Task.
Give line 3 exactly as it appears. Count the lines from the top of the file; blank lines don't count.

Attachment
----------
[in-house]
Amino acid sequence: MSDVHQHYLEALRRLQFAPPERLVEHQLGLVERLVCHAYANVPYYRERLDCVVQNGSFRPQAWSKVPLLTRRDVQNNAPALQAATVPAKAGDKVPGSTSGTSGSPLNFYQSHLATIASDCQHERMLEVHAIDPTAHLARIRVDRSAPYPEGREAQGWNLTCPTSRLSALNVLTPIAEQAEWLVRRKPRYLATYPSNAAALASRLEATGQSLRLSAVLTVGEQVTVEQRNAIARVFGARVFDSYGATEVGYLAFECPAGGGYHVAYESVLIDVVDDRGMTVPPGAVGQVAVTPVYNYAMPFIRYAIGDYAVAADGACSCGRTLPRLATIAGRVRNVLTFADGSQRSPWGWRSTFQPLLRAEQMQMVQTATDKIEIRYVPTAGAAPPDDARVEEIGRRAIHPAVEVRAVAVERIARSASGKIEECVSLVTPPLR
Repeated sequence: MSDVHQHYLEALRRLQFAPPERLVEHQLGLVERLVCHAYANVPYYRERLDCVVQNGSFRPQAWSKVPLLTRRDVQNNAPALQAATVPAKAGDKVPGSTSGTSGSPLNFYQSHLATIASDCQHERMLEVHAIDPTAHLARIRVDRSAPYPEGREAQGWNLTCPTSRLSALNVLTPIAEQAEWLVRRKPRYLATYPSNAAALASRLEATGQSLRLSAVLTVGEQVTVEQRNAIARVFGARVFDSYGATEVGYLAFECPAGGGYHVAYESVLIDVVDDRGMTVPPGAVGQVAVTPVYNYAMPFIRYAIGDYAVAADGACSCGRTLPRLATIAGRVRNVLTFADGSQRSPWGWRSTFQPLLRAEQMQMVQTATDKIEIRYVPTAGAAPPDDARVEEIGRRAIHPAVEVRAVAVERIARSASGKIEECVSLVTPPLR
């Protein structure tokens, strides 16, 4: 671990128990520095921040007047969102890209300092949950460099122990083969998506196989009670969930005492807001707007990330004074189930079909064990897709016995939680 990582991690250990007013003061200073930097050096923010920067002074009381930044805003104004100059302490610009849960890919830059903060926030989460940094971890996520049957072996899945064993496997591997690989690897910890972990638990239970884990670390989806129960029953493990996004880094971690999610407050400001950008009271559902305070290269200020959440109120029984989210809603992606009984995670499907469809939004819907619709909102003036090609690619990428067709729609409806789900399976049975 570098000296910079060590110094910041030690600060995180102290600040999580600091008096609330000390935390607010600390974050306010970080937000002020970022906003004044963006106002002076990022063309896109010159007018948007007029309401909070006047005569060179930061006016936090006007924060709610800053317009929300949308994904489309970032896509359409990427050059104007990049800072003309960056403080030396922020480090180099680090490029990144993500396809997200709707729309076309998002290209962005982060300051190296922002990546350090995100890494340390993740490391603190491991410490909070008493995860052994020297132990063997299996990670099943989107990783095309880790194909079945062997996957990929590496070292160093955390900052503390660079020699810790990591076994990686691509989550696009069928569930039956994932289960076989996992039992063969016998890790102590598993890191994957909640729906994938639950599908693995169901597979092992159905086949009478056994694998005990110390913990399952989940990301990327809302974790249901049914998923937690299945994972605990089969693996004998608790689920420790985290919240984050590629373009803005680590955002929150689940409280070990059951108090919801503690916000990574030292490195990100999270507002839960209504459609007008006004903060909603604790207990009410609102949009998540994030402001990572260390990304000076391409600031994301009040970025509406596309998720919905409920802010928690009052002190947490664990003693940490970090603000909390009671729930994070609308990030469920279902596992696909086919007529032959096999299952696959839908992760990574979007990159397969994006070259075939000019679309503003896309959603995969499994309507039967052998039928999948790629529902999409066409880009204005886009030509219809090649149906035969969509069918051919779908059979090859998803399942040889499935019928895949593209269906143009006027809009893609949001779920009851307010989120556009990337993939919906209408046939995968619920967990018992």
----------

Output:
Repeated sequence: MSDVHQHYLEALRRLQFAPPERLVEHQLGLVERLVCHAYANVPYYRERLDCVVQNGSFRPQAWSKVPLLTRRDVQNNAPALQAATVPAKAGDKVPGSTSGTSGSPLNFYQSHLATIASDCQHERMLEVHAIDPTAHLARIRVDRSAPYPEGREAQGWNLTCPTSRLSALNVLTPIAEQAEWLVRRKPRYLATYPSNAAALASRLEATGQSLRLSAVLTVGEQVTVEQRNAIARVFGARVFDSYGATEVGYLAFECPAGGGYHVAYESVLIDVVDDRGMTVPPGAVGQVAVTPVYNYAMPFIRYAIGDYAVAADGACSCGRTLPRLATIAGRVRNVLTFADGSQRSPWGWRSTFQPLLRAEQMQMVQTATDKIEIRYVPTAGAAPPDDARVEEIGRRAIHPAVEVRAVAVERIARSASGKIEECVSLVTPPLR